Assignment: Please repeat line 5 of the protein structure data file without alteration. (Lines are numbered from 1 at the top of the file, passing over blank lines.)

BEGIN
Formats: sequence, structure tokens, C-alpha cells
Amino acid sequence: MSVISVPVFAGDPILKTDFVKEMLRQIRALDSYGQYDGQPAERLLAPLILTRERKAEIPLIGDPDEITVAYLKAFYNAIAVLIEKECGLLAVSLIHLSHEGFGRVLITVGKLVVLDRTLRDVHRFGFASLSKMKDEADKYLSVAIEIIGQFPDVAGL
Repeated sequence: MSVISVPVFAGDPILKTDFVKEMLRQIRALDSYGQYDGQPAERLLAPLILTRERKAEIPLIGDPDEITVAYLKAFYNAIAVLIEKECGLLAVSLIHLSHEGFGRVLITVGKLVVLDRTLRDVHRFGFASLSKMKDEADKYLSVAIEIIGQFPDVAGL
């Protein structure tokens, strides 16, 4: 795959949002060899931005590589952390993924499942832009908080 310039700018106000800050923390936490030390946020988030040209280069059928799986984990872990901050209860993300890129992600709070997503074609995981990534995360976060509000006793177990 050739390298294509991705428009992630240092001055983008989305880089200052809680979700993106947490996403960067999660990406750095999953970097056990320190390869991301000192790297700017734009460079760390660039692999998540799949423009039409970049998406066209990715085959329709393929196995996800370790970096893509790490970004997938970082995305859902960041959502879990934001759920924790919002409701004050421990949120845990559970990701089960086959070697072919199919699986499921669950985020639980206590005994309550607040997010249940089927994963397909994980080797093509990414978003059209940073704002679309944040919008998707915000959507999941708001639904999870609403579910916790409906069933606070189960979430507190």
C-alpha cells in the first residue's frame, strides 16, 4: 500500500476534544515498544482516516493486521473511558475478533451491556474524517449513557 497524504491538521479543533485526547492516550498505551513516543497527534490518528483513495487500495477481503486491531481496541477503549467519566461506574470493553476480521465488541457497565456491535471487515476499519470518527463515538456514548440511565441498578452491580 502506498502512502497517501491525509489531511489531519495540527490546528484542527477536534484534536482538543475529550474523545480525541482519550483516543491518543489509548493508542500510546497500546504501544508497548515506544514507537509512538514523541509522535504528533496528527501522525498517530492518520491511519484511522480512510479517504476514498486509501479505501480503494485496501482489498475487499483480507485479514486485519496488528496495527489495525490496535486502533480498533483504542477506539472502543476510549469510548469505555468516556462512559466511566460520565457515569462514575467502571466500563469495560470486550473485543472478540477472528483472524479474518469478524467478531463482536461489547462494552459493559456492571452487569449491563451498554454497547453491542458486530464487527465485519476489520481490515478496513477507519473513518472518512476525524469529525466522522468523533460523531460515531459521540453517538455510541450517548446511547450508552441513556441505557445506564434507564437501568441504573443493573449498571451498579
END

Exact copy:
C-alpha cells in the first residue's frame, strides 16, 4: 500500500476534544515498544482516516493486521473511558475478533451491556474524517449513557 497524504491538521479543533485526547492516550498505551513516543497527534490518528483513495487500495477481503486491531481496541477503549467519566461506574470493553476480521465488541457497565456491535471487515476499519470518527463515538456514548440511565441498578452491580 502506498502512502497517501491525509489531511489531519495540527490546528484542527477536534484534536482538543475529550474523545480525541482519550483516543491518543489509548493508542500510546497500546504501544508497548515506544514507537509512538514523541509522535504528533496528527501522525498517530492518520491511519484511522480512510479517504476514498486509501479505501480503494485496501482489498475487499483480507485479514486485519496488528496495527489495525490496535486502533480498533483504542477506539472502543476510549469510548469505555468516556462512559466511566460520565457515569462514575467502571466500563469495560470486550473485543472478540477472528483472524479474518469478524467478531463482536461489547462494552459493559456492571452487569449491563451498554454497547453491542458486530464487527465485519476489520481490515478496513477507519473513518472518512476525524469529525466522522468523533460523531460515531459521540453517538455510541450517548446511547450508552441513556441505557445506564434507564437501568441504573443493573449498571451498579